For more than 100 years, International Women’s Day has been an event where people come together to celebrate the economic, social and political strides that have been made in improving the lives of women. But there is still a long way to go in the fight for gender equality worldwide.
The event was previously known as National Women’s Day, which came about after 15,000 women garment workers went on strike in 1908 to protest poor working conditions. In 1909, it was recognised as an official annual event to remember those that went on strike.
Then, in 1910, a Ukrainian suffragist named Clara Zetkin posed the idea of making it a worldwide occasion at the International Socialist Women’s Conference in Copenhagen, creating International Women’s Day. In 1975, the UN marked it as an official event to take place annually on 8 March.
The theme for 2021 is #ChooseToChallenge, focusing on how collectively we can create an inclusive world by challenging inequality and gender bias while celebrating women’s achievements.
In a letter written by the UK Women’s Budget Group to the Treasury Select Committee about the economic impact of Covid-19, it was noted that women are twice as likely to be key workers, 36 per cent of young women worked in sectors that have been closed during lockdown and women are four per cent more likely to have lost their job during the pandemic than men.
Not only that, The Independent reported that 86 per cent of women who do a standard week of work on top of childcare suffered mental distress in April 2020, at the height of the first coronavirus lockdown.
However, it’s not all bleak – since 2020’s International Women’s Day, we’ve seen the US elect Kamala Harris to be the first woman vice president, Scotland became the first country to allow free and universal access to period products and in New Zealand, Nanaia Mahuta was appointed foreign minister, making her both the first woman and indigenous woman to hold the post.
Despite some of the great strides that have been made, there’s still a long way to go. So we’ve curated a guide to the brands marking this year’s International Women’s Day in some way. From fragrances to jewellery, shopping with these companies will be making a difference for women around the globe.
You can trust our independent round-ups. We may earn commission from some of the retailers, but we never allow this to influence selections. This revenue helps us to fund journalism across The Independent.
Elemis x Olivia Rubin pro-collagen rose and relax duo: £55, Elemis.com
This limited-edition set features a refreshing rose-scented face mist and an oud and amber candle to help you unwind and relax at the end of a busy day.
The charity has created a coronavirus support hub and an action plan to help women navigate these times of huge uncertainty in a struggling economy.
Offering careers advice, online courses, and partnerships with employers such as M&S, the NHS and HSBC, it can be a real lifeline to those struggling. The project also helps participants improve their interview and CV-writing skills, with some partners offering trial shifts and jobs at the end.
You may well be familiar with fine jewellery and homeware brand Anissa Kermiche, thanks to its ceramic “love handles” vases, pots and jugs that depict the female form (from £65, Anissakermiche.com). The cheeky shelf adornments have found a huge fan base, especially on Instagram.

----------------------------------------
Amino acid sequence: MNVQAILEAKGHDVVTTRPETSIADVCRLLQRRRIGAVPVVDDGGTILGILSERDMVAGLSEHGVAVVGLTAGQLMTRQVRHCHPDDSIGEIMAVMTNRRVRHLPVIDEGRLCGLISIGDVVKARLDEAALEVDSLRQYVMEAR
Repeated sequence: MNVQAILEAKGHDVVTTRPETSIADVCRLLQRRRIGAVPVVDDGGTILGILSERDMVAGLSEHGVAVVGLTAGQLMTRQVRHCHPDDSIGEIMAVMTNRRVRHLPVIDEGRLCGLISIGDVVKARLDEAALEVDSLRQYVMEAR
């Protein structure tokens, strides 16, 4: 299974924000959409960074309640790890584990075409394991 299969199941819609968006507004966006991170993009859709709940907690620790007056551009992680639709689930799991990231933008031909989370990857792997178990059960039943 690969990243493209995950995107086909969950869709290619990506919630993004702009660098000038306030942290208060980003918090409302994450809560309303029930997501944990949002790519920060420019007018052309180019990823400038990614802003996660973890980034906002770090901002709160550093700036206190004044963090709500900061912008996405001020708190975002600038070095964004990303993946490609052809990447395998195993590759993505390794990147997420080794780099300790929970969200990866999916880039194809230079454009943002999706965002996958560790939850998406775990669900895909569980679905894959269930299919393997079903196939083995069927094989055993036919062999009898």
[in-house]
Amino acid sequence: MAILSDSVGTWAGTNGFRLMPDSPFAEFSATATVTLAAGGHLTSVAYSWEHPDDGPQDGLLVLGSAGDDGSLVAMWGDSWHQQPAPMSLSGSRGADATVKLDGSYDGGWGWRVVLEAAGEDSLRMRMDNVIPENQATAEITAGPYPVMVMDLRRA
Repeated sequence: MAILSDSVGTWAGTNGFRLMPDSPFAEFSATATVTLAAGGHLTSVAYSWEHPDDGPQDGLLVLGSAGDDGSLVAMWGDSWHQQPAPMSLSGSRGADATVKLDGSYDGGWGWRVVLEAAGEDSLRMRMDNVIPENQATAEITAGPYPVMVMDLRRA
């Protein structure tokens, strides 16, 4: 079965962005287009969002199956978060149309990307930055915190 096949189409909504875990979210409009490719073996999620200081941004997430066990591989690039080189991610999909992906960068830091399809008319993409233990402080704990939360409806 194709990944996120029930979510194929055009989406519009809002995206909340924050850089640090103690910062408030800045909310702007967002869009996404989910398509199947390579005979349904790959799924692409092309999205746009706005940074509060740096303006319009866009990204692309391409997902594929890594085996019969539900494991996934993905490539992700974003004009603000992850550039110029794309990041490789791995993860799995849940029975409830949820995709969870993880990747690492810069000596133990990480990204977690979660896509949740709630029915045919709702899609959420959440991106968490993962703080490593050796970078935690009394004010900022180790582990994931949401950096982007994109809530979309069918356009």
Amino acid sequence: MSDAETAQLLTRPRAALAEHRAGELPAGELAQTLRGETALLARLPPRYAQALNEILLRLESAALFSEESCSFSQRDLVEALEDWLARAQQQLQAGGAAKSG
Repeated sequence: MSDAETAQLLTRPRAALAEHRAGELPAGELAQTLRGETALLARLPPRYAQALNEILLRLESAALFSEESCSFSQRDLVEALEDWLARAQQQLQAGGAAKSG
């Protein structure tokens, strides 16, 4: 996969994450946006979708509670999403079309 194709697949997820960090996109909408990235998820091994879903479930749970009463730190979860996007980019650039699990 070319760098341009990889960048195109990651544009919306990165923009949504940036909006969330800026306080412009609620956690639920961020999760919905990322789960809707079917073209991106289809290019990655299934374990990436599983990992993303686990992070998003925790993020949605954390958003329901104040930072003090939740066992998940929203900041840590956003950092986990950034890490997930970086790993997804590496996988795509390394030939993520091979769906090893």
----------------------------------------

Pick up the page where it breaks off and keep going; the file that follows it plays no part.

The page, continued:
Available from 8 March, Kermiche is launching a new, singular bra earring to celebrate International Women’s Day. Hanging from the wearer’s ear as if it was drying on a washing line or draped on the floor after a long day, it’s aim is to give a playful nod to the everyday essential and its status as a symbol of womanhood.
Costing £190, it’s made from brass with 24k yellow gold plating. All profits from the earring will be donated to Solace Women’s Aid, a charity that works with survivors of abuse and violence to provide support, safe accommodation, counselling and holistic therapies.
Anya Hindmarch + Margaret Calvert International Women’s Day printed organic cotton-jersey T-shirt: £85, Netaporter.co.uk
Luxury fashion retailer Net-A-Porter has collaborated with female designers including Stella McCartney and Emilia Wickstead for a 13-piece edit that celebrates International Women’s Day. Each piece represents the designer’s personal interpretation of female empowerment.
This white T-shirt from Anya Hindmarch features graphic designer and typographer Margaret Calvert’s “woman at work” – an update to the road sign that Calvert first designed in the 1960s. Throw on with jeans and under jumpers for a piece that will get lots of wear.
For every product sold from the edit, 100 per cent of the profits will go to Women for Women International, a charity that helps survivors of war and those that live in countries affected by conflict.
The charity brings together groups of 25 women to support each other, and offers training in marketable skills such as tailoring, which can be turned into a stable income. They also receive financial loans to set up cooperatives in their own hometowns, receive education on health, hygiene and nutrition to help treat preventable diseases, and are connected with healthcare providers.
Women are also being taught about important political issues such as voting rights, divorce, custody of children and access to land, in order to better equip them to help themselves and their community.
Eclectic jewellery brand Tatty Devine has made a name for itself with its statement pieces since it’s launch in 1999, often collaborating with artists, designers and charities.
Its third collection in partnership with the Fawcett Society is one worth putting your support behind. Founders Rosie Wolfenden and Harriet Vine have incorporated messages from the feminist movement, including quotes from the politician Millicent Fawcett and the author Jeanette Winterson.